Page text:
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Webber Working to Complete $300M Texas Interchange Project

Wed May 15, 2024 - West Edition #10
Irwin Rapoport – CEG Correspondent


Webber LLC achieved substantial completion on the Irving Interchange Project, which consisted of reconstructing four interchanges and rebuilding 32 bridges.
Photo courtesy of DFW Freeways
Webber LLC achieved substantial completion on the Irving Interchange Project, which consisted of reconstructing four interchanges and rebuilding 32 bridges.
Webber LLC achieved substantial completion on the Irving Interchange Project, which consisted of reconstructing four interchanges and rebuilding 32 bridges.   (Photo courtesy of DFW Freeways) The immense and transformative project in Irving, part of the Greater Dallas Area, includes the reconstruction of several interchanges, which include SH 183, SH 114, Loop 12 and Spur 482.
   (Photo courtesy of DFW Freeways) There are a total of 32 bridges are being constructed — 10 direct connectors and 22 overpass bridges along Loop 12, SH 183, SH 114 and Spur 482.   (Photo courtesy of DFW Freeways) In addition to 41 retaining walls, crews drilled more than 700 shaft foundations and built more than 500 columns.   (Photo courtesy of DFW Freeways) Excavation and demolition operations generated 92,000 tons of concrete, 80,000 tons of asphalt and 32,000 tons of steel.   (Photo courtesy of DFW Freeways)

The Texas Department of Transportation's (TxDOT) $301 million Irving Interchange Project, which began in late 2020, is months away from completion as crews from Webber LLC are racing to deliver the major highway upgrade to improve traffic flow and safety for motorists.

The immense and transformative project in Irving, part of the Greater Dallas Area, includes the reconstruction of several interchanges, which include SH 183, SH 114, Loop 12 and Spur 482.

Photo courtesy of DFW Freeways

The overall length of the project is approximately 9.6 mi., including bridges and direct connectors.

"Traffic congestion was high with capacity beyond the old cloverleaf ramps which led to excessive weaves and merges," said Brenan Honey, TxDOT director of construction, Dallas District. "This project has been in the planning for about 20 years including the first phase. The work has been fast paced."

Crews from Webber have been busy on stretches of Texas highways. The work also includes:

  • Loop 12 is undergoing a complete transformation as crews are widening it from six to eight lanes for 1.2 mi. from the south end of Union Bower Road to the north of Texas Plaza Drive;
  • Crews are widening SH 114 from Loop 12 to SH 183 and Spur 482 with direct connectors;
  • Reconstruction of Spur 482 from west of Century Center Boulevard to the interchange and tie into SH 183 with direct connectors.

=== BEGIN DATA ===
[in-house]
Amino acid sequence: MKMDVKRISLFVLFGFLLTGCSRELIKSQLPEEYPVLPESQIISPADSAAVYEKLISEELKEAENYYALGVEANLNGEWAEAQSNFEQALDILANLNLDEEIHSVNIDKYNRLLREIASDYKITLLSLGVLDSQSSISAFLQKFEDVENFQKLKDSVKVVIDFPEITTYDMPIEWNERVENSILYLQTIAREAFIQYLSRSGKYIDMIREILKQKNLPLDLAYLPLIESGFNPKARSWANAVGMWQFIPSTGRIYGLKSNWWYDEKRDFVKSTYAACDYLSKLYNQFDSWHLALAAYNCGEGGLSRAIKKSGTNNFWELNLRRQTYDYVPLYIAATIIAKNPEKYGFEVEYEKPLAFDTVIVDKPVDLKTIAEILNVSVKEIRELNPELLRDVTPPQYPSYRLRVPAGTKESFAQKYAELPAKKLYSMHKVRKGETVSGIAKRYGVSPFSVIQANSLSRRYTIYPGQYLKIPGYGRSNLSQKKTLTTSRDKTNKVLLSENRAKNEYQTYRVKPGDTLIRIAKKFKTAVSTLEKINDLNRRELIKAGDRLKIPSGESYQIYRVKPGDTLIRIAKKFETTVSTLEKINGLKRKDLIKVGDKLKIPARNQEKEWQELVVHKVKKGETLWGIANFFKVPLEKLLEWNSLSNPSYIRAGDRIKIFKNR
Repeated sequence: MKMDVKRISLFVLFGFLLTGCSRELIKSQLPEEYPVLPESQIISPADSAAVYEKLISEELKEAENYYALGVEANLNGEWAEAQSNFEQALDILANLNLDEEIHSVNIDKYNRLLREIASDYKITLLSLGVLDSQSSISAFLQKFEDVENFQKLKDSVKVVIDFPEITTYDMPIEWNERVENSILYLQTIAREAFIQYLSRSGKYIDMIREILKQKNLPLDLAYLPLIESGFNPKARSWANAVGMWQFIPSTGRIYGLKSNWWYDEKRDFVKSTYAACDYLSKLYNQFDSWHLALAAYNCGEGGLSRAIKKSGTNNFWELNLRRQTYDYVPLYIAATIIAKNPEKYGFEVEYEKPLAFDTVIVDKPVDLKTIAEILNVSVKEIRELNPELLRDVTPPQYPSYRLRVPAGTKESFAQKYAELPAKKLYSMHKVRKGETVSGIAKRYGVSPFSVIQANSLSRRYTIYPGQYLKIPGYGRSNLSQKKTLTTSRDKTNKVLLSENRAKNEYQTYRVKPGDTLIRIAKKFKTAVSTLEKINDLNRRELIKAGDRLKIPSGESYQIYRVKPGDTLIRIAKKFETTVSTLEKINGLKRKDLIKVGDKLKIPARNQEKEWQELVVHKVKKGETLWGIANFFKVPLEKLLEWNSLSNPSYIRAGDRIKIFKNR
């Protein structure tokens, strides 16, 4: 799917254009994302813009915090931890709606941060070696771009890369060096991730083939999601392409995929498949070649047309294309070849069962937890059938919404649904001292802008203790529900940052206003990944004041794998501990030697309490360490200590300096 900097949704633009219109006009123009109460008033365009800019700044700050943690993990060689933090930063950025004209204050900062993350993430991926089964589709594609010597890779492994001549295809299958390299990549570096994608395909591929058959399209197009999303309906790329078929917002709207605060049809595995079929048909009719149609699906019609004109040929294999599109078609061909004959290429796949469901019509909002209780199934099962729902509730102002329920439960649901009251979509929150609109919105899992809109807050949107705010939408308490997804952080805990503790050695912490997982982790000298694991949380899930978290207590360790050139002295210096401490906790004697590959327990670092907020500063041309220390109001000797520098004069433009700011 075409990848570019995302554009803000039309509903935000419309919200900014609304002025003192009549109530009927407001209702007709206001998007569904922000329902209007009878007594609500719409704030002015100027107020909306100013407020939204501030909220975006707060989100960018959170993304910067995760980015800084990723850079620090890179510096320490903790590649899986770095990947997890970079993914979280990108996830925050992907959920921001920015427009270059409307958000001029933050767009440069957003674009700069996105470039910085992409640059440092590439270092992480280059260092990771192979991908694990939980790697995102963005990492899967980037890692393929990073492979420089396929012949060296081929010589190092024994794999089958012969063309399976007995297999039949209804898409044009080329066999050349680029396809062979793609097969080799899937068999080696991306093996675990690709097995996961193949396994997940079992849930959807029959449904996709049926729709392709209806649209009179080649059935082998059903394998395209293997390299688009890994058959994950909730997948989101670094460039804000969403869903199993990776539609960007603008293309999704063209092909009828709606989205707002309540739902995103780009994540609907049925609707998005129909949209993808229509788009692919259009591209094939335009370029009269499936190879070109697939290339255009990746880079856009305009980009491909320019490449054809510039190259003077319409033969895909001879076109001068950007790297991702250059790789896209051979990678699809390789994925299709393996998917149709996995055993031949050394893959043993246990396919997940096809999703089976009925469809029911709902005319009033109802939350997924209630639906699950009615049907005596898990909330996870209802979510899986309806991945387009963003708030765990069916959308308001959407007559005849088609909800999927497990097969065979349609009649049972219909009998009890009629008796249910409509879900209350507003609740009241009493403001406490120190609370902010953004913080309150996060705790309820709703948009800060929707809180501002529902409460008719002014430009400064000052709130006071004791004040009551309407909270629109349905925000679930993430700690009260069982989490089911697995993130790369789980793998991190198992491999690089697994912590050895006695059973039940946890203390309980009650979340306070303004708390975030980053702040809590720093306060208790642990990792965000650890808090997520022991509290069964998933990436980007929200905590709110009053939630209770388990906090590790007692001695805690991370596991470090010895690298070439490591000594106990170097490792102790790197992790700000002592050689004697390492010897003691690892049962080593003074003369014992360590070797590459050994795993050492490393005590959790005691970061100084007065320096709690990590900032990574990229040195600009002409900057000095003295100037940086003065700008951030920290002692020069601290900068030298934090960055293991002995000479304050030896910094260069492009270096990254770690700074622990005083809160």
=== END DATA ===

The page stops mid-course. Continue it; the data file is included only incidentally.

The complexity of the project is based on the many elements and amounts of materials being used. For example, 32 bridges are being constructed (10 direct connectors and 22 overpass bridges along Loop 12, SH 183, SH 114 and Spur 482.) In regard to the road construction, 4.6 mi. of concrete lanes are along stretches of roadway and. 4.8 mi. of concrete lanes are on bridges.

In total, 261,000 sq. ft. will be covered by concrete. According to TxDOT, this includes 1.2 million sq. ft. of reinforced concrete slab, 170,000 linear ft. of concrete bridge beams (3.2 mi.) and 200,000 cu. yds. of concrete. As for other materials, 90,000 lbs. of hot mix asphalt will be placed and 2.8 million lbs. of steel beams will be installed.

In addition to 41 retaining walls, crews drilled more than 700 shaft foundations and built 500 plus columns.

"The Loop 12 Diamond Interchange project is a very complex project located in a very congested area of the DFW subject to multiple challenges," said Fernando Pellico, a Webber official. "Through collaboration and innovation, Webber and TxDOT have worked together to deliver the project ahead of schedule, prioritizing the safety of the crews and the traveling public while minimizing the impacts to traffic."

Photo courtesy of DFW Freeways

"Utility issues were minimal due to planning early," said Honey. "We also ran into some extremely sandy soils that had a lot more groundwater than expected along LP 12, but we were able to adjust the pavement design and add several hundred feet of underdrains to get the paving completed. The work zone access was difficult in the early phases and getting equipment in place to get the substructures of all the bridges going was a challenge. Webber did a good job of creating access in tight areas and getting out ahead of the bridgework as early as possible. We have worked well together to deliver the job we are all proud of."